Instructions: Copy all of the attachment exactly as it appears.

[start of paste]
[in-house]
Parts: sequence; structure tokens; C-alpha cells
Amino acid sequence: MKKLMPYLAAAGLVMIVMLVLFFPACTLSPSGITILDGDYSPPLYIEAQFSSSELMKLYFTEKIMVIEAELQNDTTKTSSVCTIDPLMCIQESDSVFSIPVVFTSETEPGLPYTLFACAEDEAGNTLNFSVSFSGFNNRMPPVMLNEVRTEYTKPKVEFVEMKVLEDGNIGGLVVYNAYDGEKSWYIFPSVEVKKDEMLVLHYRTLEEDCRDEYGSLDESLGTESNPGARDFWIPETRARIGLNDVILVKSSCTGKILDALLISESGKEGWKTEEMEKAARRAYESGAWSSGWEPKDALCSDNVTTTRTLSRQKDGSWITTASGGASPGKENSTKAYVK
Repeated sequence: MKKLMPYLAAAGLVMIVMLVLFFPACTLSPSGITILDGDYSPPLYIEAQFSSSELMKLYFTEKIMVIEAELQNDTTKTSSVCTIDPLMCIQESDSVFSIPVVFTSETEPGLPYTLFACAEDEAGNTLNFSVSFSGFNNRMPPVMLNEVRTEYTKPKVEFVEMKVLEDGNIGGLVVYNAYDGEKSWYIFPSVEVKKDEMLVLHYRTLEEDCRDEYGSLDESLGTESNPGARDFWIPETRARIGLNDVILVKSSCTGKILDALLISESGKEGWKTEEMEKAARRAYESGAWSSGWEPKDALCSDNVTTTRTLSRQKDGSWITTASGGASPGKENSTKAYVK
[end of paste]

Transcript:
[in-house]
Parts: sequence; structure tokens; C-alpha cells
Amino acid sequence: MKKLMPYLAAAGLVMIVMLVLFFPACTLSPSGITILDGDYSPPLYIEAQFSSSELMKLYFTEKIMVIEAELQNDTTKTSSVCTIDPLMCIQESDSVFSIPVVFTSETEPGLPYTLFACAEDEAGNTLNFSVSFSGFNNRMPPVMLNEVRTEYTKPKVEFVEMKVLEDGNIGGLVVYNAYDGEKSWYIFPSVEVKKDEMLVLHYRTLEEDCRDEYGSLDESLGTESNPGARDFWIPETRARIGLNDVILVKSSCTGKILDALLISESGKEGWKTEEMEKAARRAYESGAWSSGWEPKDALCSDNVTTTRTLSRQKDGSWITTASGGASPGKENSTKAYVK
Repeated sequence: MKKLMPYLAAAGLVMIVMLVLFFPACTLSPSGITILDGDYSPPLYIEAQFSSSELMKLYFTEKIMVIEAELQNDTTKTSSVCTIDPLMCIQESDSVFSIPVVFTSETEPGLPYTLFACAEDEAGNTLNFSVSFSGFNNRMPPVMLNEVRTEYTKPKVEFVEMKVLEDGNIGGLVVYNAYDGEKSWYIFPSVEVKKDEMLVLHYRTLEEDCRDEYGSLDESLGTESNPGARDFWIPETRARIGLNDVILVKSSCTGKILDALLISESGKEGWKTEEMEKAARRAYESGAWSSGWEPKDALCSDNVTTTRTLSRQKDGSWITTASGGASPGKENSTKAYVK